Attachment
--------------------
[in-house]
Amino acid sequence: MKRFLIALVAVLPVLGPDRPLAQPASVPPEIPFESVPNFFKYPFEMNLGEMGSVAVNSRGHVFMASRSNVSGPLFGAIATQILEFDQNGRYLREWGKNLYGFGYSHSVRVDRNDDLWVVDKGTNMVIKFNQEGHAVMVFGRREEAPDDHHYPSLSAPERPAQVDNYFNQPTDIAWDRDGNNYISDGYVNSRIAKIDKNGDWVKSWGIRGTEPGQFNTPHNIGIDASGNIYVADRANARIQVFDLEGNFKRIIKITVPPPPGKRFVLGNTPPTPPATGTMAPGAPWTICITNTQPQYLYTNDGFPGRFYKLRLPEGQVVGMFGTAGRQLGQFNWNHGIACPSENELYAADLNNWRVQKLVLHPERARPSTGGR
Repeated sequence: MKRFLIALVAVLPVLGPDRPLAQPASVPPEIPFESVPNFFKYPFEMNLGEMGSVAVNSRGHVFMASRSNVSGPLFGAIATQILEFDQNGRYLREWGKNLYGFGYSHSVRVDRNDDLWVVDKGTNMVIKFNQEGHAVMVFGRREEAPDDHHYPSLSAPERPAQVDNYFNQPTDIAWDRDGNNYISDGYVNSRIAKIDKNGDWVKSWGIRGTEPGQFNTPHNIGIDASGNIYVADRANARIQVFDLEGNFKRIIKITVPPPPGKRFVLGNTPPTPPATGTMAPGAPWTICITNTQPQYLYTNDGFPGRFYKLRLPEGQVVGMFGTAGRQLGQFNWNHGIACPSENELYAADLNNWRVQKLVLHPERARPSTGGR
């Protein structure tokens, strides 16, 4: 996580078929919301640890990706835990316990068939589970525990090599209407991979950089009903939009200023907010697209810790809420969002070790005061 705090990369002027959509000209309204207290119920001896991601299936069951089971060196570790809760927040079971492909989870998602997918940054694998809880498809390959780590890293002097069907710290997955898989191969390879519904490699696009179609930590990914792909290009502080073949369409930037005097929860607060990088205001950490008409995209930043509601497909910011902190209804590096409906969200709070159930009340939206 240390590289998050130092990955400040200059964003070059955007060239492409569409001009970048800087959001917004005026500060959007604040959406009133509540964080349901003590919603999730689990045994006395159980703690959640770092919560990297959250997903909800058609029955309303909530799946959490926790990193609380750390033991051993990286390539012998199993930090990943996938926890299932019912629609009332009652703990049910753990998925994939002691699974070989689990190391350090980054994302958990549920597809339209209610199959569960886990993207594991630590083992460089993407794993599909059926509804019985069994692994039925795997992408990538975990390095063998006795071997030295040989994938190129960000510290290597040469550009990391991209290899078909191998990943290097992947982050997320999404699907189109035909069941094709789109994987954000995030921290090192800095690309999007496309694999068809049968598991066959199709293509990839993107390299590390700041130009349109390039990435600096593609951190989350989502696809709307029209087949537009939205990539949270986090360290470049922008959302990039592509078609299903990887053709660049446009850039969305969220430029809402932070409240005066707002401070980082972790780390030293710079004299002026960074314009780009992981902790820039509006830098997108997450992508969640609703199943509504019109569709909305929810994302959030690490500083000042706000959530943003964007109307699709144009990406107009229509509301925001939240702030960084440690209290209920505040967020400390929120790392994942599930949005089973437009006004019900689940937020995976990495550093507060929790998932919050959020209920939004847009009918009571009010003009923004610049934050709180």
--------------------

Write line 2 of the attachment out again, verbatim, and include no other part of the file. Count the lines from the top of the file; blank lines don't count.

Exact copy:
Amino acid sequence: MKRFLIALVAVLPVLGPDRPLAQPASVPPEIPFESVPNFFKYPFEMNLGEMGSVAVNSRGHVFMASRSNVSGPLFGAIATQILEFDQNGRYLREWGKNLYGFGYSHSVRVDRNDDLWVVDKGTNMVIKFNQEGHAVMVFGRREEAPDDHHYPSLSAPERPAQVDNYFNQPTDIAWDRDGNNYISDGYVNSRIAKIDKNGDWVKSWGIRGTEPGQFNTPHNIGIDASGNIYVADRANARIQVFDLEGNFKRIIKITVPPPPGKRFVLGNTPPTPPATGTMAPGAPWTICITNTQPQYLYTNDGFPGRFYKLRLPEGQVVGMFGTAGRQLGQFNWNHGIACPSENELYAADLNNWRVQKLVLHPERARPSTGGR